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Tom Sawyer Abroad                            119
sands, but they had just lately dug the sand away and found that little temple. It took a power of sand to bury that cretur; most as much as it would to bury a steamboat, I reckon.
We landed Jim on top of the head, with an American flag to protect him, it being a foreign land; then we sailed off to this and that and t'other distance, to git what Tom called effects and perspectives and propor­tions, and Jim he done the best he could, striking all the different kinds of attitudes and positions he could study up, but standing on his head and working his legs the way a frog does was the best. The further we got away, the littler Jim got, and the grander the Sphinx got, till at last it was only a clothespin on a dome, as you might say. That's the way perspective brings out the correct proportions, Tom said; he said Julus Cesar's niggers didn't know how big he was, they was too close to him.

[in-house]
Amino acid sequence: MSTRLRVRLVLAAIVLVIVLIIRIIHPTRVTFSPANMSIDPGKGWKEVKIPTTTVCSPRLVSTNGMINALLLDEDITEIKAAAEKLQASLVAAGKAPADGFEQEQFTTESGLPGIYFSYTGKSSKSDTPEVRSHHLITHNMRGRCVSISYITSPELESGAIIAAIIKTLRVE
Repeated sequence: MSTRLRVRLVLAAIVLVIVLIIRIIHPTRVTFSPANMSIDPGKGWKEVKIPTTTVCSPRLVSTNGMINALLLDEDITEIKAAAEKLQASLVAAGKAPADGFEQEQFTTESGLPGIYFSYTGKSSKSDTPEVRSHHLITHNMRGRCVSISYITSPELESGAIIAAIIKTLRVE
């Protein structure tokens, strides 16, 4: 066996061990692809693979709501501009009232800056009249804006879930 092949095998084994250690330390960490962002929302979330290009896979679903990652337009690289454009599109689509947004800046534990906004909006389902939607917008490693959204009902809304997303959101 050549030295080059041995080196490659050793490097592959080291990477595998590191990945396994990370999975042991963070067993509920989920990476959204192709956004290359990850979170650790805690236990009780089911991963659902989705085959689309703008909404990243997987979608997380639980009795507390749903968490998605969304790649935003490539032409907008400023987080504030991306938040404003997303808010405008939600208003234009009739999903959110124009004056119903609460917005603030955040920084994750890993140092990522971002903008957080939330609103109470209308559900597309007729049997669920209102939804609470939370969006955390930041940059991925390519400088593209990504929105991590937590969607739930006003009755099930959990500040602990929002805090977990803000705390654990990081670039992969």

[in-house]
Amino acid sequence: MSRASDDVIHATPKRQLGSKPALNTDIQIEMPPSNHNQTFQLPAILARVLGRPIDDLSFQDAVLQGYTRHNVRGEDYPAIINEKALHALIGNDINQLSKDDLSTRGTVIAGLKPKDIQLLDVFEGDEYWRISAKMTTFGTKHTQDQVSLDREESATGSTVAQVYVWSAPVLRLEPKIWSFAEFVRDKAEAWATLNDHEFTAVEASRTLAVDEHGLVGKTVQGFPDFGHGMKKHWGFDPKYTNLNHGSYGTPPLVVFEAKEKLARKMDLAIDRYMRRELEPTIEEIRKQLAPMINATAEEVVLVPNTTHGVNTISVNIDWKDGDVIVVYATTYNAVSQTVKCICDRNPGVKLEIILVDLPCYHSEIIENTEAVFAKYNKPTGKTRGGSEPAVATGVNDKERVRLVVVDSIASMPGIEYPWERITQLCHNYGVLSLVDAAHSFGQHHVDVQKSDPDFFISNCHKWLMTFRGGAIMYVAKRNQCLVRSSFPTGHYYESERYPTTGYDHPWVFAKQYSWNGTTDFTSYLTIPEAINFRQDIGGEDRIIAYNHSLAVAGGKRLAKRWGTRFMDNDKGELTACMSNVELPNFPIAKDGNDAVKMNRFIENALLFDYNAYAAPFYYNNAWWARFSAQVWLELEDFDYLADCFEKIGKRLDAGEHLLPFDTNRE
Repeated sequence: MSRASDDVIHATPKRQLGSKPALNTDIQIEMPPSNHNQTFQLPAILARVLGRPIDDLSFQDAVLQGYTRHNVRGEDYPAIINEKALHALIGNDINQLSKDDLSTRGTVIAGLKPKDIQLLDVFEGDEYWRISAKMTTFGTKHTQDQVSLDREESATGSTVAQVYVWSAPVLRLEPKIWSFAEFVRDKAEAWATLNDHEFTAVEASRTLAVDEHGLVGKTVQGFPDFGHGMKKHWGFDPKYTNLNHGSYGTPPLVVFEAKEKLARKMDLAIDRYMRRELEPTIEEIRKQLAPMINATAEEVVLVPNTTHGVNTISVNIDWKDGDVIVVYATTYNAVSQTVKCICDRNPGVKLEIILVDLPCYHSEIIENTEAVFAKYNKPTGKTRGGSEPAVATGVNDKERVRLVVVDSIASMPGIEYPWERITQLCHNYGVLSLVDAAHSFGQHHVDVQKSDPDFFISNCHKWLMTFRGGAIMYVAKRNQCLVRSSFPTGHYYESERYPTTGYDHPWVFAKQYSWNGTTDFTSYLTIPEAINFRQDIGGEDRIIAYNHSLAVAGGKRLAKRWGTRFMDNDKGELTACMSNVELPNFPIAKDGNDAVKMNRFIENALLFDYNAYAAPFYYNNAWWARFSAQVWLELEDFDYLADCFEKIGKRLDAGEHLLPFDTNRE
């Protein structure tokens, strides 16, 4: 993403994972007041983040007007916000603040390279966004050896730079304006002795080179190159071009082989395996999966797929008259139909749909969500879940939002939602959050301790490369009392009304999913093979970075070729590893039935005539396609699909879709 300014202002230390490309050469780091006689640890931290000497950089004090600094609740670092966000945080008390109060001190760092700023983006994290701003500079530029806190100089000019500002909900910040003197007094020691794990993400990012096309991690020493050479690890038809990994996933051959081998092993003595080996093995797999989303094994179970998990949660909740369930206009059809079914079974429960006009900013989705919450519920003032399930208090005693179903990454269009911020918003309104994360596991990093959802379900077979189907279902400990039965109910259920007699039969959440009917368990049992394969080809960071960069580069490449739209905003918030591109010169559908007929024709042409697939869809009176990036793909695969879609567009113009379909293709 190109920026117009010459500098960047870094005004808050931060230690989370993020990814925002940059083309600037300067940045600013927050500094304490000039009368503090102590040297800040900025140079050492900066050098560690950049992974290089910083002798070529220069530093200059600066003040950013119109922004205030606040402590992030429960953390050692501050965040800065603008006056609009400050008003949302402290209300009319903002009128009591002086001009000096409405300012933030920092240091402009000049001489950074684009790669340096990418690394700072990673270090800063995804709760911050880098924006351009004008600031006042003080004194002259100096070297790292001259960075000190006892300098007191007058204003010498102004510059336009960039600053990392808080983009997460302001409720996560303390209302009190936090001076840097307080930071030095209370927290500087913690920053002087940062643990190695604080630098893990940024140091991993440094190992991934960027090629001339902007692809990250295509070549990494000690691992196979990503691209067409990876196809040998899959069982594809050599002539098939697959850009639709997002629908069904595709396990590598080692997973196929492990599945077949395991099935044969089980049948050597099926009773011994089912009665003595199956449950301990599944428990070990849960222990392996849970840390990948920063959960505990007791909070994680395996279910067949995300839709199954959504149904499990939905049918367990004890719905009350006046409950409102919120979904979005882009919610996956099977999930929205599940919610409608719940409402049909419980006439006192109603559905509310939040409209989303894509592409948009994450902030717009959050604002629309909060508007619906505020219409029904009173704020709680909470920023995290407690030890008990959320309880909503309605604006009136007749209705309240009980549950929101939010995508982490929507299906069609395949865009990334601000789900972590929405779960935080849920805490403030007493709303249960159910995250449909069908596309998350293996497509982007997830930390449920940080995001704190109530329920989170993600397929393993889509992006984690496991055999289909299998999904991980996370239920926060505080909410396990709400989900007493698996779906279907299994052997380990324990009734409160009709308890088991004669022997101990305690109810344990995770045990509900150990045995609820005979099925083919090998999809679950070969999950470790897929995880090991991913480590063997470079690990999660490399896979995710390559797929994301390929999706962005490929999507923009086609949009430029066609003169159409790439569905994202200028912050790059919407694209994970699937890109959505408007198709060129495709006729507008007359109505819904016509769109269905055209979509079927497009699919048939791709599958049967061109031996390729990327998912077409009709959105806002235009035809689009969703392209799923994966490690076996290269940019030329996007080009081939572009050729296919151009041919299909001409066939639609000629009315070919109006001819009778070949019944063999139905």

Then we sailed off further and further, till we couldn't see Jim at all any more, and then that great figger was at its noblest, a-gazing out over the Nile Valley so still and solemn and lonesome, and all the little shabby huts and things that was scattered about it clean disappeared and gone, and nothing around it now but a soft wide spread of yaller velvet, which was the sand.
That was the right place to stop, and we done it. We set there a-looking and a-thinking for a half an hour, nobody a-saying anything, for it made us feel quiet and kind of solemn to remember it had been